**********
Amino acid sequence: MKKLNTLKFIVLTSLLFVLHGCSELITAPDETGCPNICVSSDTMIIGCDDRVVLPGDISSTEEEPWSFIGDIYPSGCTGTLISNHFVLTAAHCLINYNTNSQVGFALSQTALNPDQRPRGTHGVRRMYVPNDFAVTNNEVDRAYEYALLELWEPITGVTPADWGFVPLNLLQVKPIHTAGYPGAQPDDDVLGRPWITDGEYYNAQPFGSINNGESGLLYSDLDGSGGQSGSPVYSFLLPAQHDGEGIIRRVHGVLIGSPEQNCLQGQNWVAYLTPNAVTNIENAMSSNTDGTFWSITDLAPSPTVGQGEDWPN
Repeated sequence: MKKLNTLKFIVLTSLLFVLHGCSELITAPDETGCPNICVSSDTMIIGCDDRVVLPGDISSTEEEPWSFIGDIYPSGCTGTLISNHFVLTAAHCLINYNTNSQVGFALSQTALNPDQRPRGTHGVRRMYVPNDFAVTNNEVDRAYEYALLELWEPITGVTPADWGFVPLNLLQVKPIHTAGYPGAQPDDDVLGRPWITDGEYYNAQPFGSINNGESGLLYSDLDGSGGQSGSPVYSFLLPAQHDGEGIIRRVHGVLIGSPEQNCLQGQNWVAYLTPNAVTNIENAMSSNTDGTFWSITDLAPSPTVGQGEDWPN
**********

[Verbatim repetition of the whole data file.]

Amino acid sequence: MKKLNTLKFIVLTSLLFVLHGCSELITAPDETGCPNICVSSDTMIIGCDDRVVLPGDISSTEEEPWSFIGDIYPSGCTGTLISNHFVLTAAHCLINYNTNSQVGFALSQTALNPDQRPRGTHGVRRMYVPNDFAVTNNEVDRAYEYALLELWEPITGVTPADWGFVPLNLLQVKPIHTAGYPGAQPDDDVLGRPWITDGEYYNAQPFGSINNGESGLLYSDLDGSGGQSGSPVYSFLLPAQHDGEGIIRRVHGVLIGSPEQNCLQGQNWVAYLTPNAVTNIENAMSSNTDGTFWSITDLAPSPTVGQGEDWPN
Repeated sequence: MKKLNTLKFIVLTSLLFVLHGCSELITAPDETGCPNICVSSDTMIIGCDDRVVLPGDISSTEEEPWSFIGDIYPSGCTGTLISNHFVLTAAHCLINYNTNSQVGFALSQTALNPDQRPRGTHGVRRMYVPNDFAVTNNEVDRAYEYALLELWEPITGVTPADWGFVPLNLLQVKPIHTAGYPGAQPDDDVLGRPWITDGEYYNAQPFGSINNGESGLLYSDLDGSGGQSGSPVYSFLLPAQHDGEGIIRRVHGVLIGSPEQNCLQGQNWVAYLTPNAVTNIENAMSSNTDGTFWSITDLAPSPTVGQGEDWPN